Reporter Anna Madrzyk set it up perfectly:
"Jenny Youngwith plays baseball, rides a bike and practices ballet - all with her service dog Simba at her side, toting two small oxygen tanks," she wrote in Wednesday's editions, "The 17-year-old high school senior loves basketball most of all."
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But Jenny, who has a respiratory condition, was denied a spot on the Special Olympics basketball team, a year-old program at West Chicago's Community High School. And now there's a lawsuit.
Plenty of misery to go around on this one.
Jenny, who has other disabilities, can't understand why she was allowed to play basketball in gym class but not with her friends in Special Olympics. She's extremely distraught and is experiencing migraines, her mother says.
Because of the precarious financial condition most schools face, District 94 is worried about the cost of defending the lawsuit, which could wipe out the almost-new program. It's particularly unsettling to school board President Kathleen Doremus, who has a daughter with Down syndrome who played last year. For her and the other kids, it was "an amazing experience," Doremus told Madrzyk.
A few thoughts:
• Is there a soul out there who doesn't think there's too much litigation in the world?
• I'm not an expert on Special Olympics, but isn't it supposed to be all-inclusive, or as close to it as possible, to give an opportunity to kids who might not otherwise have a chance to play? Yes, in our sue-happy society, there might be some safety concerns influencing the decision.
• Things are never as simple as they seem, and I presume there were some negotiations prior to the lawsuit, filed on behalf of Jenny by Equip for Equality, a legal advocacy group. But is this not a situation in which perhaps all parties could sit down and come to some type of compromise?
The Youngwiths say they've tried to meet Special Olympics halfway: They'd put Simba on the bench and let Jenny play with one small oxygen tank in a padded backpack. The Carol Stream family also says they have letters of support from doctors, physical therapists, a service dog group, an oxygen company and parents of other kids with disabilities.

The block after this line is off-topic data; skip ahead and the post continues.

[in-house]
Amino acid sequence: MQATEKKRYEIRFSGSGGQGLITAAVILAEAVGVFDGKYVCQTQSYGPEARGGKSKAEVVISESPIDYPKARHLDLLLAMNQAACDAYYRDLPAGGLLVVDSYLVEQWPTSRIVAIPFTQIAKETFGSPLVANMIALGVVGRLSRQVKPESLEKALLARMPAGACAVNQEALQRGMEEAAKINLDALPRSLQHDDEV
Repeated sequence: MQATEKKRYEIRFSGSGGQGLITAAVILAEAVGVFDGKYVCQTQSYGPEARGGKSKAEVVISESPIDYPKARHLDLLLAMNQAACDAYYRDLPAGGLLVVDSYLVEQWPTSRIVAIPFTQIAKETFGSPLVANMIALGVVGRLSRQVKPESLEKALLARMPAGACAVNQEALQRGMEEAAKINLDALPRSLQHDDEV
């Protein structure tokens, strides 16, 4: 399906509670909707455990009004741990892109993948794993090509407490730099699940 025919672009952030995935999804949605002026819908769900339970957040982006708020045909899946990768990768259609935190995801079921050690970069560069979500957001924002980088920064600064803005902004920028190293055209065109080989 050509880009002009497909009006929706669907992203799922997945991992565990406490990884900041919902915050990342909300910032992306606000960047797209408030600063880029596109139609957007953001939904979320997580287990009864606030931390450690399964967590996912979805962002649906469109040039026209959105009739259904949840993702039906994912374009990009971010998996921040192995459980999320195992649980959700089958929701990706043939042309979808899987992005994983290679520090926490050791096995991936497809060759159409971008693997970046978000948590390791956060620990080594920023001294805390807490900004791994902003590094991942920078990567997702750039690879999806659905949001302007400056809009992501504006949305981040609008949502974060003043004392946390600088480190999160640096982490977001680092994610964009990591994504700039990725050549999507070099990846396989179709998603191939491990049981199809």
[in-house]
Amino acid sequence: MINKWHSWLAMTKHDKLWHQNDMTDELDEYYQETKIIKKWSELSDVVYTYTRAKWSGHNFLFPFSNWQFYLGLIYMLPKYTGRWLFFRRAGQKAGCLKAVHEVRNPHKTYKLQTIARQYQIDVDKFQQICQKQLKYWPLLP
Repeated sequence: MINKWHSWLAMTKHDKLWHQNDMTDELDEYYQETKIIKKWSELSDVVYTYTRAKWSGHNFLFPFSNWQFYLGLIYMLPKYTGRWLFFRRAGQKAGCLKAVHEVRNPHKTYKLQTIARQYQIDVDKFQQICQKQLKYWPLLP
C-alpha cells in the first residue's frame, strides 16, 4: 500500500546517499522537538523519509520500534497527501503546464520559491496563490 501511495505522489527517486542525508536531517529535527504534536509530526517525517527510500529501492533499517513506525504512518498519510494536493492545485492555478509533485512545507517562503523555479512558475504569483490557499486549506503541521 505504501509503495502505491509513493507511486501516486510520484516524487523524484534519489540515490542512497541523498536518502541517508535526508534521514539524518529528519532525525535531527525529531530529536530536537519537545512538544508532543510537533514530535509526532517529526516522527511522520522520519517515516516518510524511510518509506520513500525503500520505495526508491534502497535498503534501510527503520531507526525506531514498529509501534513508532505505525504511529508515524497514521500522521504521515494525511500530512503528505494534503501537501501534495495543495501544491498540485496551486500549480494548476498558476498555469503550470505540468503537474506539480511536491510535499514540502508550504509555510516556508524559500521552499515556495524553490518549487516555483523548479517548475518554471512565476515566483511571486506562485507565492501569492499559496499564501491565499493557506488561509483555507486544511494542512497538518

We're less certain of the Special Olympics objections. When contacted by Madrzyk earlier in the week, the group had not seen the lawsuit and could not comment. (Just a quick aside: I do not think Special Olympics is being furtive or evasive; it's SOP not to talk about a lawsuit one hasn't seen. In fact, as unfortunate as it is for us in the newsgathering business, it's often prudent for one to keep one's yap shut until the matter goes to court.)
Instead, we received a statement from Doug Snyder, president and CEO of Special Olympics Illinois. He said the group could not comment on the specifics of the Youngwith case. He mentioned the mission and philosophy of Special Olympics and the accommodations it tries to make for its athletes. Snyder also noted Special Olympics abides by its rules and the National Federation of State High School Associations. "Our sporting events can be as intense, physical and competitive as any other basketball games held under those rules," he said, perhaps intimating the perils of a dog or oxygen tanks on the court.
Here's some good news: As this is written, we have word attorneys for both sides may huddle soon.
Let's hope someone locks the door until an agreement is reached.